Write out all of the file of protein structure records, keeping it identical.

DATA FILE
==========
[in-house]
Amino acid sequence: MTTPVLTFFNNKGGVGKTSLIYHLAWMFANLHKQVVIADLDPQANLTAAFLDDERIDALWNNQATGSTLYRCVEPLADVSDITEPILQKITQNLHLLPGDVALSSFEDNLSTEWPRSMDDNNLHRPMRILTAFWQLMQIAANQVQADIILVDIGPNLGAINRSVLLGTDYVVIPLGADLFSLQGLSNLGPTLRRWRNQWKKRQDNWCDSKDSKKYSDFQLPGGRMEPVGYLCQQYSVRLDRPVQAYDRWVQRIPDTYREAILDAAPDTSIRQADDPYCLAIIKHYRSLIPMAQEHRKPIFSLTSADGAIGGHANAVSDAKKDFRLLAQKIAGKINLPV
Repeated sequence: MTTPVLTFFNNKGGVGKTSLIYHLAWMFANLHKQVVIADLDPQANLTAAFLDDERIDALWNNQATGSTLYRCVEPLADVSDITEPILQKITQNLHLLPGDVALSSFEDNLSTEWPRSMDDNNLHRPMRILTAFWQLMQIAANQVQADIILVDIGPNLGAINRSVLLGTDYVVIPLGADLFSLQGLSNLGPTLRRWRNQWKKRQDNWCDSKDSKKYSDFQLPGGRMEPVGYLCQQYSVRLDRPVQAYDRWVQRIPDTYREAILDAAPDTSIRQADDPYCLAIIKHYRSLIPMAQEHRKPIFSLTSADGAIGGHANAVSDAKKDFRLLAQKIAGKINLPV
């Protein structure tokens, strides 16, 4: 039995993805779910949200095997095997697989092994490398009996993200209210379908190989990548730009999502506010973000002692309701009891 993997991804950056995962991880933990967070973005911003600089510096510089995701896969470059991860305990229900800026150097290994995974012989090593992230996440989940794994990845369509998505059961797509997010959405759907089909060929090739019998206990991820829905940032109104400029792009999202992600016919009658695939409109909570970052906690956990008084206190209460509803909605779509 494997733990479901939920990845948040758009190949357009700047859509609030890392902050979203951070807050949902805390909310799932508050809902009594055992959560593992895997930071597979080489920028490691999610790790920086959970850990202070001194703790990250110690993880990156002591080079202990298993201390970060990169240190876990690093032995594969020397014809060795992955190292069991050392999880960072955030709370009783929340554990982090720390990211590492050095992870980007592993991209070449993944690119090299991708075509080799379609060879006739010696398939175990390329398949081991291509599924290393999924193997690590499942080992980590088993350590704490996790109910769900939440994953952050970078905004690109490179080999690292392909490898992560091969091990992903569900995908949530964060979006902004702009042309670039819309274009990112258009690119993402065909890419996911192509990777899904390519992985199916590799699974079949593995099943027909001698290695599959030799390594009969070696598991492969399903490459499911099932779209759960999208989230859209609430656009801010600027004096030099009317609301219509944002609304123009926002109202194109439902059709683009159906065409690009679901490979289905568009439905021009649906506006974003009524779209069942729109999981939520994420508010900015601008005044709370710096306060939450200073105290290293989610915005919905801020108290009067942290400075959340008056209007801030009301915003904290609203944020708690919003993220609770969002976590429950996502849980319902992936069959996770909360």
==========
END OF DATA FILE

[in-house]
Amino acid sequence: MTTPVLTFFNNKGGVGKTSLIYHLAWMFANLHKQVVIADLDPQANLTAAFLDDERIDALWNNQATGSTLYRCVEPLADVSDITEPILQKITQNLHLLPGDVALSSFEDNLSTEWPRSMDDNNLHRPMRILTAFWQLMQIAANQVQADIILVDIGPNLGAINRSVLLGTDYVVIPLGADLFSLQGLSNLGPTLRRWRNQWKKRQDNWCDSKDSKKYSDFQLPGGRMEPVGYLCQQYSVRLDRPVQAYDRWVQRIPDTYREAILDAAPDTSIRQADDPYCLAIIKHYRSLIPMAQEHRKPIFSLTSADGAIGGHANAVSDAKKDFRLLAQKIAGKINLPV
Repeated sequence: MTTPVLTFFNNKGGVGKTSLIYHLAWMFANLHKQVVIADLDPQANLTAAFLDDERIDALWNNQATGSTLYRCVEPLADVSDITEPILQKITQNLHLLPGDVALSSFEDNLSTEWPRSMDDNNLHRPMRILTAFWQLMQIAANQVQADIILVDIGPNLGAINRSVLLGTDYVVIPLGADLFSLQGLSNLGPTLRRWRNQWKKRQDNWCDSKDSKKYSDFQLPGGRMEPVGYLCQQYSVRLDRPVQAYDRWVQRIPDTYREAILDAAPDTSIRQADDPYCLAIIKHYRSLIPMAQEHRKPIFSLTSADGAIGGHANAVSDAKKDFRLLAQKIAGKINLPV
């Protein structure tokens, strides 16, 4: 039995993805779910949200095997095997697989092994490398009996993200209210379908190989990548730009999502506010973000002692309701009891 993997991804950056995962991880933990967070973005911003600089510096510089995701896969470059991860305990229900800026150097290994995974012989090593992230996440989940794994990845369509998505059961797509997010959405759907089909060929090739019998206990991820829905940032109104400029792009999202992600016919009658695939409109909570970052906690956990008084206190209460509803909605779509 494997733990479901939920990845948040758009190949357009700047859509609030890392902050979203951070807050949902805390909310799932508050809902009594055992959560593992895997930071597979080489920028490691999610790790920086959970850990202070001194703790990250110690993880990156002591080079202990298993201390970060990169240190876990690093032995594969020397014809060795992955190292069991050392999880960072955030709370009783929340554990982090720390990211590492050095992870980007592993991209070449993944690119090299991708075509080799379609060879006739010696398939175990390329398949081991291509599924290393999924193997690590499942080992980590088993350590704490996790109910769900939440994953952050970078905004690109490179080999690292392909490898992560091969091990992903569900995908949530964060979006902004702009042309670039819309274009990112258009690119993402065909890419996911192509990777899904390519992985199916590799699974079949593995099943027909001698290695599959030799390594009969070696598991492969399903490459499911099932779209759960999208989230859209609430656009801010600027004096030099009317609301219509944002609304123009926002109202194109439902059709683009159906065409690009679901490979289905568009439905021009649906506006974003009524779209069942729109999981939520994420508010900015601008005044709370710096306060939450200073105290290293989610915005919905801020108290009067942290400075959340008056209007801030009301915003904290609203944020708690919003993220609770969002976590429950996502849980319902992936069959996770909360």